QUESTION: Hi, thanks a lot. You mentioned in your opening remarks that the President is very committed to the safety of the American people. And I’m just wondering how this fits into that, given the fact that during the Ebola crisis, when the previous administration was bringing patients into the United States, the President was – the current president was very critical, saying that Obama was incompetent, that this was a huge mistake to bring these people here. Has that position changed as far as you know, and did the – was the White House aware that this drill that you were doing last week was actually going on?

MR WALTERS: Matt, thank you very much. So what I would say is this capability, at the time, two thousand – early in 2014, early in the outbreak, was largely unproven. It had been developed during the SARS outbreak and H5N1, and early on a decision was made that we were going to reach out and fulfill our commitment to American citizens overseas, and that’s what we did. And ultimately, Brantly, Writebol, and some 40 patients afterwards were safely transported. That changes the perspective. The doctrine at the time was we don’t transport Category A pathogens. We’ve learned. And what we know now going forward is that it can be done safely as long as these exercises take place, that the stakeholders are identified early, that there’s careful coordination. There is no room for mistakes on these, but the mortality rate for Zaire strain Ebola in West Africa in 2014 was 70 percent. The mortality rate for patients that we got to within seven days of onset of fever was zero. That was a game changer that nobody saw coming, but we learn, we adapt, and we move forward.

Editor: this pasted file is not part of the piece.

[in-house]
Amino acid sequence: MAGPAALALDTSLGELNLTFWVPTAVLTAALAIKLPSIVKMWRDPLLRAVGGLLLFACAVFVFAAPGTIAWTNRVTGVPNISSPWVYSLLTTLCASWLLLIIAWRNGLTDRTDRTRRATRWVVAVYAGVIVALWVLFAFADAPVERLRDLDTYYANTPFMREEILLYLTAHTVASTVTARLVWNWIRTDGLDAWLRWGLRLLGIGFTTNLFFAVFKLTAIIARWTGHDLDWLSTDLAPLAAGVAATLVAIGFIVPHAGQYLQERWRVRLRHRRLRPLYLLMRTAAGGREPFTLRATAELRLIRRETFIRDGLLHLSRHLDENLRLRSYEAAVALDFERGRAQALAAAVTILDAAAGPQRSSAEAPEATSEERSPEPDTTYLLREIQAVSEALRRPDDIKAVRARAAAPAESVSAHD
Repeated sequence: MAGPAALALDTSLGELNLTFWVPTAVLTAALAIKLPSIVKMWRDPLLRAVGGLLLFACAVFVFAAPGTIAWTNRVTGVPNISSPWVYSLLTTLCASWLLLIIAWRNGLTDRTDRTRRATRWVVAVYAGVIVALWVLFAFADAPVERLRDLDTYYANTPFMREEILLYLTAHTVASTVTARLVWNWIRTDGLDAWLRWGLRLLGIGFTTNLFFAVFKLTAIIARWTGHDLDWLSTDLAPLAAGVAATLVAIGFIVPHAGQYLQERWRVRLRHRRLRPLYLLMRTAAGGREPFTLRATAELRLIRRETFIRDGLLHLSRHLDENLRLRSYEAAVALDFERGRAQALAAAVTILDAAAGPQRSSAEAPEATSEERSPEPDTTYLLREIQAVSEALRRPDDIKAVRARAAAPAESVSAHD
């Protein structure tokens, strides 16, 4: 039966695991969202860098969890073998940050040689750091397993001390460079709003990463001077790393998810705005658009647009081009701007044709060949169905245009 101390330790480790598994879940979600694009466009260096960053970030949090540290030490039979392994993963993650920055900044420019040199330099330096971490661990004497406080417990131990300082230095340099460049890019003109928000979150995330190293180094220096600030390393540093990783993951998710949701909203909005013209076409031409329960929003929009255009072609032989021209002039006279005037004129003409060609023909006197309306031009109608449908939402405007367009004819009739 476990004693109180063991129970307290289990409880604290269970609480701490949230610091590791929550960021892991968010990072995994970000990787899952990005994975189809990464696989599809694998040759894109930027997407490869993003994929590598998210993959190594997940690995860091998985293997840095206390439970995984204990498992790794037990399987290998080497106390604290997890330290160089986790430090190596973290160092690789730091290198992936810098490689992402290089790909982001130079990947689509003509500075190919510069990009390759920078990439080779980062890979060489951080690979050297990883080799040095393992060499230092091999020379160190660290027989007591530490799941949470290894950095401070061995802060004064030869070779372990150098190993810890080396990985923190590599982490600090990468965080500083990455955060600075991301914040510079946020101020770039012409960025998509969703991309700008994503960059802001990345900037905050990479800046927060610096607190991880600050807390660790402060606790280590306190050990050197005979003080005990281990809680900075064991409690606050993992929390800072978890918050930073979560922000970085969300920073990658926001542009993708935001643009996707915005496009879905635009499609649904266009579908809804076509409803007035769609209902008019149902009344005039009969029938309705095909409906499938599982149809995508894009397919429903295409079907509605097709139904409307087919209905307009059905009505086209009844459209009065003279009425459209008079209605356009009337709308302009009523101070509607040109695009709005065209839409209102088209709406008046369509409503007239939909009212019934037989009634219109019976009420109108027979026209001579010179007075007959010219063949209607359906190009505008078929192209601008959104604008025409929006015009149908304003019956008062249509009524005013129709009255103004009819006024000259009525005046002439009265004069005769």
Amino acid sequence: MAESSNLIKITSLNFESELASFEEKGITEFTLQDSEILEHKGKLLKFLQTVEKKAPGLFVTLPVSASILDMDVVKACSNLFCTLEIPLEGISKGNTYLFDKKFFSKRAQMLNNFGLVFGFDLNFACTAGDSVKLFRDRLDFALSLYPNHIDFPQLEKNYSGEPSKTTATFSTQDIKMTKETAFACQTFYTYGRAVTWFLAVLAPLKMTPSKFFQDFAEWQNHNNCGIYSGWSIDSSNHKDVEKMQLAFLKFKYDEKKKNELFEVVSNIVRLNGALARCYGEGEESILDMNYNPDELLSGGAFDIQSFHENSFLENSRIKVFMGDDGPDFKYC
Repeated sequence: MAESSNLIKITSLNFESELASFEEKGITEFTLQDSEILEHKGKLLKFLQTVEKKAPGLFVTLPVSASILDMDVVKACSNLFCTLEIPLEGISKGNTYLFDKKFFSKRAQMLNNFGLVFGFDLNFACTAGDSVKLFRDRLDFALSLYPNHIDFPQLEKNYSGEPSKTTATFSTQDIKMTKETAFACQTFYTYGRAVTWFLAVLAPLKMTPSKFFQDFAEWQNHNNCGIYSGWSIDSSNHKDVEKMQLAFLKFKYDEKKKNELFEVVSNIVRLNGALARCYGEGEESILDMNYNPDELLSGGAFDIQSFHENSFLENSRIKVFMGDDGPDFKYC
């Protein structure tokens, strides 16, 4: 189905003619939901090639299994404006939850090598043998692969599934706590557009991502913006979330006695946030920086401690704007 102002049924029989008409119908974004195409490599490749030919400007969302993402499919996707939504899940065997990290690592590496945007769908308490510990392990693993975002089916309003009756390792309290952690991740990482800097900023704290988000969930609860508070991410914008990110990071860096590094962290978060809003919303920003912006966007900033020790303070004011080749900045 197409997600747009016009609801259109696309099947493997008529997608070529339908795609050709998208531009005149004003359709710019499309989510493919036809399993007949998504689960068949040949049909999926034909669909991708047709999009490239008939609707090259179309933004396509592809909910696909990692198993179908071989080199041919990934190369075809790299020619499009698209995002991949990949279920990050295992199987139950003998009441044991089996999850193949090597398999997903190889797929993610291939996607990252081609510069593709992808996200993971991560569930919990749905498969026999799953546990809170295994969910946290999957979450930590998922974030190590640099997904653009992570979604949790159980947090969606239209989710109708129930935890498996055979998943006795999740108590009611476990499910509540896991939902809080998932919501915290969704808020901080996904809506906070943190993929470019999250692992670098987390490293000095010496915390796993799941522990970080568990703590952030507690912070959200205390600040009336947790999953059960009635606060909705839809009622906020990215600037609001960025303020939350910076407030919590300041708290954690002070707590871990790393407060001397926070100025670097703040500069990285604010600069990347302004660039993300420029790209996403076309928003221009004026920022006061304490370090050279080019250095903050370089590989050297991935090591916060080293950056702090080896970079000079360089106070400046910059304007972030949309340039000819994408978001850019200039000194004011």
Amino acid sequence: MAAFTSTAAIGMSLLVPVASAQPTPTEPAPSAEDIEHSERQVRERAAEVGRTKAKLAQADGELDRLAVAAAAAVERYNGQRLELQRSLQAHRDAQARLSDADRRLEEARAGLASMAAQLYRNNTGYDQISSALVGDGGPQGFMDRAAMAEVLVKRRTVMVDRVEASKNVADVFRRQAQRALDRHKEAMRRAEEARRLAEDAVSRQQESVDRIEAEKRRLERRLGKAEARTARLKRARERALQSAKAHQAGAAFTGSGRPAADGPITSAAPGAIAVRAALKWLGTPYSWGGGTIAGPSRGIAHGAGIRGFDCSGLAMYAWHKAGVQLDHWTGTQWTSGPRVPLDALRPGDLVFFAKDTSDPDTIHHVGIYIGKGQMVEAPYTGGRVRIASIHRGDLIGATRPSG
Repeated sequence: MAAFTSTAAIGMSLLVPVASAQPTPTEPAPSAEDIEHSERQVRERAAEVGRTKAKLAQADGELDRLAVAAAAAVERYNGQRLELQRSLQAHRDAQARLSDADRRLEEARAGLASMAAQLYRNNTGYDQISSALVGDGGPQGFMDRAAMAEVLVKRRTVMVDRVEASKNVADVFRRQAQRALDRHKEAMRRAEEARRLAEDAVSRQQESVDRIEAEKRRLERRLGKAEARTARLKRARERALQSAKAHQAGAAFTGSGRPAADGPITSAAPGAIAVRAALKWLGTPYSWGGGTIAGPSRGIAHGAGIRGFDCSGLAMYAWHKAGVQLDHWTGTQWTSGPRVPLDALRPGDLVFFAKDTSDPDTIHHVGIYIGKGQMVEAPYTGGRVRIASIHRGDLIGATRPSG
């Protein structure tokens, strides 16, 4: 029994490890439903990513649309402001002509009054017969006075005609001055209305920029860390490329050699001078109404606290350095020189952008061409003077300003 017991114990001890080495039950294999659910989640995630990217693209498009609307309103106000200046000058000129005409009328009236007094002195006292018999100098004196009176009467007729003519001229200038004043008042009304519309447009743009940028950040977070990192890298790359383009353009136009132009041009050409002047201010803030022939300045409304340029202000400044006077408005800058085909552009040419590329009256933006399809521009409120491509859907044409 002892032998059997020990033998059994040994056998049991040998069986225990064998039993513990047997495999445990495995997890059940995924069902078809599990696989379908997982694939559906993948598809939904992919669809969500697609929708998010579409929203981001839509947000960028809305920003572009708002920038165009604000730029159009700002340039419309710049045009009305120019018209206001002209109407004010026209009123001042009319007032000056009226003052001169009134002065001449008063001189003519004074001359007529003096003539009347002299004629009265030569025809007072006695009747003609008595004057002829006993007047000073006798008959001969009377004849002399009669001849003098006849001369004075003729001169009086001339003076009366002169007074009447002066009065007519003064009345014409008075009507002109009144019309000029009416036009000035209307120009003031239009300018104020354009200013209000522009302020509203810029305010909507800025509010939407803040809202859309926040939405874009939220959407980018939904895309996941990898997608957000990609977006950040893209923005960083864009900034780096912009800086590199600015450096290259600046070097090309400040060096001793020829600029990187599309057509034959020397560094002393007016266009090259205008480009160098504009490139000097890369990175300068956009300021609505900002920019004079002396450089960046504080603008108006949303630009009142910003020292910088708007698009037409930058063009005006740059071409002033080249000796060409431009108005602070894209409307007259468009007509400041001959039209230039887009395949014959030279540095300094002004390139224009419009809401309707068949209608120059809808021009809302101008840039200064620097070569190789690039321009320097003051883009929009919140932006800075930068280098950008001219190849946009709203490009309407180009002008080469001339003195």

QUESTION: So the White House was or was not on board with this?

MR WALTERS: I can’t speak for the White House on that.

MODERATOR: Next question.

OPERATOR: Our next question comes from the line of Carol Morello, Washington Post. Please go ahead.

QUESTION: Hi, thank you for doing this. I was hoping you could give a few more details about the experience on the ground and how various people and institutions performed, from the hospitals to getting people through customs. Were there any glitches along the way, or anything that you learned? I was just looking for some more details of what the experience was actually like.

MR WALTERS: So Tranquil Shift is the third exercise of the Containerized BioContainment System. And the first exercise was last August; the most recent exercise was in April. With each exercise, just as with each evacuation during the outbreak, we learned things. This is an – a complex aviation operation. Airplanes have mechanical problems, electrical problems that have to be resolved in the midst. Negotiations with the Governments of Dakar or Senegal or the Government of Sierra Leone, these things – there were glitches, absolutely, and we worked through them as only the State Department can, working on the ground between the U.S. embassy, the government of, the civil aviation authority, ministries of defense and so forth.

So yeah, there were lessons learned. We are adapting our operations, but these were all things that we had seen before in previous real missions, and we had a game plan for them.

QUESTION: What were some of those negotiations involved with the governments of – in Senegal, Sierra Leone, what were the glitches?

MR WALTERS: We were able to – not so much glitches as anticipated friction points. So we moved a large number of Americans into Dakar – Senegal, put them up in a hotel overnight for crew rest and then had to bring all through in one giant horde through security and facilitate that. We anticipated that would be a friction point, and so we had ground – we had handling folks there to facilitate movement through the airport.